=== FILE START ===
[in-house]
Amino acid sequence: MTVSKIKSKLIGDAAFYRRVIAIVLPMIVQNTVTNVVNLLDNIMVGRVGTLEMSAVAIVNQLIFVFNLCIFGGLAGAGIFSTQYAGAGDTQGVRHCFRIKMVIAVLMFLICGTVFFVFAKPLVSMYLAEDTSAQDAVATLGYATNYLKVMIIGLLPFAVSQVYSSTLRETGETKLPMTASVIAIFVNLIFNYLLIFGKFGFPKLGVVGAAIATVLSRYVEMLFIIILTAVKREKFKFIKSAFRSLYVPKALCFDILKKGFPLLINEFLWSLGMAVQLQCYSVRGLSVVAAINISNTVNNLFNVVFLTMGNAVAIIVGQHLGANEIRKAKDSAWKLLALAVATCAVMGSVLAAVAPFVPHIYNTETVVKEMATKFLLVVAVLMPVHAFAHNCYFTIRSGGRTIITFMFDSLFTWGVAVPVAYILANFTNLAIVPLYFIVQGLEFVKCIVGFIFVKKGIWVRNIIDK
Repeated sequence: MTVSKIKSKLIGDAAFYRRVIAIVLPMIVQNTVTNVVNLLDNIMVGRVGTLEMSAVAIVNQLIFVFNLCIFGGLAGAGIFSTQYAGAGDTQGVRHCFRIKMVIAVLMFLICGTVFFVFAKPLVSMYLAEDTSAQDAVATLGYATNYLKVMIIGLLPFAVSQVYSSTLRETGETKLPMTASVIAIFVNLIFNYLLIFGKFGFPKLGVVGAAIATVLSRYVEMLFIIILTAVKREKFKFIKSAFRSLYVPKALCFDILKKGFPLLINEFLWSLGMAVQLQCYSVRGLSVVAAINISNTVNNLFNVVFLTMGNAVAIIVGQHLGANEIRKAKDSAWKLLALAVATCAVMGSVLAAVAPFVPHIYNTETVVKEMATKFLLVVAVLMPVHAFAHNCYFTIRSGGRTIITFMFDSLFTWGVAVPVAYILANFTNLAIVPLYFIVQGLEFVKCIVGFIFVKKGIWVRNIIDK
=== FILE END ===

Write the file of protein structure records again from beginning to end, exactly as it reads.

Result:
[in-house]
Amino acid sequence: MTVSKIKSKLIGDAAFYRRVIAIVLPMIVQNTVTNVVNLLDNIMVGRVGTLEMSAVAIVNQLIFVFNLCIFGGLAGAGIFSTQYAGAGDTQGVRHCFRIKMVIAVLMFLICGTVFFVFAKPLVSMYLAEDTSAQDAVATLGYATNYLKVMIIGLLPFAVSQVYSSTLRETGETKLPMTASVIAIFVNLIFNYLLIFGKFGFPKLGVVGAAIATVLSRYVEMLFIIILTAVKREKFKFIKSAFRSLYVPKALCFDILKKGFPLLINEFLWSLGMAVQLQCYSVRGLSVVAAINISNTVNNLFNVVFLTMGNAVAIIVGQHLGANEIRKAKDSAWKLLALAVATCAVMGSVLAAVAPFVPHIYNTETVVKEMATKFLLVVAVLMPVHAFAHNCYFTIRSGGRTIITFMFDSLFTWGVAVPVAYILANFTNLAIVPLYFIVQGLEFVKCIVGFIFVKKGIWVRNIIDK
Repeated sequence: MTVSKIKSKLIGDAAFYRRVIAIVLPMIVQNTVTNVVNLLDNIMVGRVGTLEMSAVAIVNQLIFVFNLCIFGGLAGAGIFSTQYAGAGDTQGVRHCFRIKMVIAVLMFLICGTVFFVFAKPLVSMYLAEDTSAQDAVATLGYATNYLKVMIIGLLPFAVSQVYSSTLRETGETKLPMTASVIAIFVNLIFNYLLIFGKFGFPKLGVVGAAIATVLSRYVEMLFIIILTAVKREKFKFIKSAFRSLYVPKALCFDILKKGFPLLINEFLWSLGMAVQLQCYSVRGLSVVAAINISNTVNNLFNVVFLTMGNAVAIIVGQHLGANEIRKAKDSAWKLLALAVATCAVMGSVLAAVAPFVPHIYNTETVVKEMATKFLLVVAVLMPVHAFAHNCYFTIRSGGRTIITFMFDSLFTWGVAVPVAYILANFTNLAIVPLYFIVQGLEFVKCIVGFIFVKKGIWVRNIIDK